[Intern Insights] Digitolution: The sharing economy

The sharing economy

What is a sharing economy and what changes came along with it?

Sharing and exchanging items has been around as long as humanity and digitalisation has brought it to the next level. With the rise of the Internet, people can connect across boundaries, now able to swap, lend, rent, resell, donate, subscribe, and share all kind of item.

The sharing economy movement, collaborative consumption – the definitions for this vary per disciplinary field – as we know it today, is all about people sharing underutilised human, physical and intellectual resources. The concept might have originated from idealism but with the help of digitalisation, it has evolved into a profit-driven business model.

With a sharing economy, the borders between customer and professional have been blurred. In many cases, the middleman has been cut out. Every consumer is now empowered to make business by monetizing their own assets, knowledge, and services.

Behind many peer-to-peer transactions, we often find fast-growing profit-driven, multi-million dollar corporations. Start-ups that had a simple but brilliant idea based on the values and spirit of the sharing economy movement now surpassed the sizes of well-established companies, disrupting several long-established industries and economic structures. With all advantages that have come along, such as a boost of innovation, marketplaces have become less regulated, creating challenges for established industries and businesses.

To quote Tom Goodwin:

“Uber, the world’s largest taxi company, owns no vehicles. Facebook, the world’s most popular media owner, creates no content. Alibaba, the most valuable retailer, has no inventory. And Airbnb, the world’s largest accommodation provider, owns no real estate. Something interesting is happening.”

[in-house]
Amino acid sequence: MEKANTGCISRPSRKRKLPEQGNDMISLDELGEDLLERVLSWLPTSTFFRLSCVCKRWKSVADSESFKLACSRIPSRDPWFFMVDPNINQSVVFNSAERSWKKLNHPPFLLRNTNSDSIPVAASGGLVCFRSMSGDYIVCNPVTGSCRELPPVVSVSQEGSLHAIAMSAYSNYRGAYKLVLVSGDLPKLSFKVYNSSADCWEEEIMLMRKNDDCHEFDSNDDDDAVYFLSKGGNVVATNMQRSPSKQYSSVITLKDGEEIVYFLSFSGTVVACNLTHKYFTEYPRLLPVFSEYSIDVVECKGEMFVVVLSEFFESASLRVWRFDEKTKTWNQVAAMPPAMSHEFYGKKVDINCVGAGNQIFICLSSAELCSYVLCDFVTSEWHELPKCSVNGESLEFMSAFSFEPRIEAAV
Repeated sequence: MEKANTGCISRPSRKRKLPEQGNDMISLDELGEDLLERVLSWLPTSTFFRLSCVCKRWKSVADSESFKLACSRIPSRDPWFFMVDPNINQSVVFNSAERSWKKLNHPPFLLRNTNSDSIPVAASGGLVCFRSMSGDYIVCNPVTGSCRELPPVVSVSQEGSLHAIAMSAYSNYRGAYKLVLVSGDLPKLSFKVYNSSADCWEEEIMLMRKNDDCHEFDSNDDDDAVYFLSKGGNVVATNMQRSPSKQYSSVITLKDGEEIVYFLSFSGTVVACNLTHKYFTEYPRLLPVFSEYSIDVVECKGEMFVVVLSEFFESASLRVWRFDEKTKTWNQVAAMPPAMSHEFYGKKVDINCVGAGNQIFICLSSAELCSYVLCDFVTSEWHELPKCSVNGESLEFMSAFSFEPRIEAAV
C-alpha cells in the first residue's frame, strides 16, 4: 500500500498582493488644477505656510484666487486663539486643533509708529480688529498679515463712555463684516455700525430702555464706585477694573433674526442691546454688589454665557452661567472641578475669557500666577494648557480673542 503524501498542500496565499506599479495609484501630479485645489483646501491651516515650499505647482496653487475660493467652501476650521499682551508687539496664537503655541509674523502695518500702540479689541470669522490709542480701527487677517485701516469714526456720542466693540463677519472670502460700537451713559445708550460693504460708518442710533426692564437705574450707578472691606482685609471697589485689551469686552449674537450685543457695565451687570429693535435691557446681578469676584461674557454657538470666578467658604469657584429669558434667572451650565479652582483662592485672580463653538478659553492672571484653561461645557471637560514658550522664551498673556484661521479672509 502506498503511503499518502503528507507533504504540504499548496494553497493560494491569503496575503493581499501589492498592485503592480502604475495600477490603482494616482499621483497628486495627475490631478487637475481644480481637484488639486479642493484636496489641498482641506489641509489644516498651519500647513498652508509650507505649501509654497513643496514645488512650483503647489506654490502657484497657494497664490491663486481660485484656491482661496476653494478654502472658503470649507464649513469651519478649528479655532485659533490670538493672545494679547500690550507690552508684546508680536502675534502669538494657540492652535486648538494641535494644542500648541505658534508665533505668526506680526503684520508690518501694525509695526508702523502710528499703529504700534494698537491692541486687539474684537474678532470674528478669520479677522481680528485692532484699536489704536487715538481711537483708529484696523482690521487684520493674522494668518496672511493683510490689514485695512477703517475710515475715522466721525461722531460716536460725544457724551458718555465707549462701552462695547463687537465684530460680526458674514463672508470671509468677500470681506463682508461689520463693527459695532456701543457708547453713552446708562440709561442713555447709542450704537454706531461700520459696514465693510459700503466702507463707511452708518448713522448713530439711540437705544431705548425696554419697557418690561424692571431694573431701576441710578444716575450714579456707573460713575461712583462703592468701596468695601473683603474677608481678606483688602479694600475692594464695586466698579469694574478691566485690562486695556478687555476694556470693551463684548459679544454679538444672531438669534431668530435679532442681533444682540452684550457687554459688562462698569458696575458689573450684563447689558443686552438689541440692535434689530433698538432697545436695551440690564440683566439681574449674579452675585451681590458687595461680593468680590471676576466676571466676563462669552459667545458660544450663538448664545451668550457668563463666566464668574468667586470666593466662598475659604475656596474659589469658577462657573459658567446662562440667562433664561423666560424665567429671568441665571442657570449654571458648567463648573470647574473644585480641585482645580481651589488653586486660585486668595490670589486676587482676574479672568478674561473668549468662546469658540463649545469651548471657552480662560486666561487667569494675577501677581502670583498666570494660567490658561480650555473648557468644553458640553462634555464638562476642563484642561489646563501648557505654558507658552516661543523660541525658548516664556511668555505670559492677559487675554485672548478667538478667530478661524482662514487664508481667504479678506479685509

Reasons why the sharing economy might revive:

 At the core of the sharing economy are the people., Whether it’s individuals, communities, or companies, all are embedded in the sharing system. Aside from the fact that every aspect of out lives is digitalised, changes in demographics have contributed to a sharing economy as well.

Maybe it’s due to our exposure to news on a daily basis, but certainly, our societies experience a shift back to community values.

Especially in developed economies, we can see a shift away from status-driven values, instead, we see that unique and authentic experiences, coupled with convenience, is what people are really after [Escan, 2011].

A sharing economy reflects those changes: trust between the provider and user lies at the core and using a service offered on a sharing platform often is perceived as a more authentic experience than purchasing the same product or service at a traditional store.

Besides this, people’s consumption patterns changed. Just look a few decades back where we lived in an ownership economy and dreams were realised by buying a nice house with garden in a suburban area, owning a car and all. Today ownership often feels like a burden. The dream house now has been swapped for a small rented apartment conveniently located in the city centre.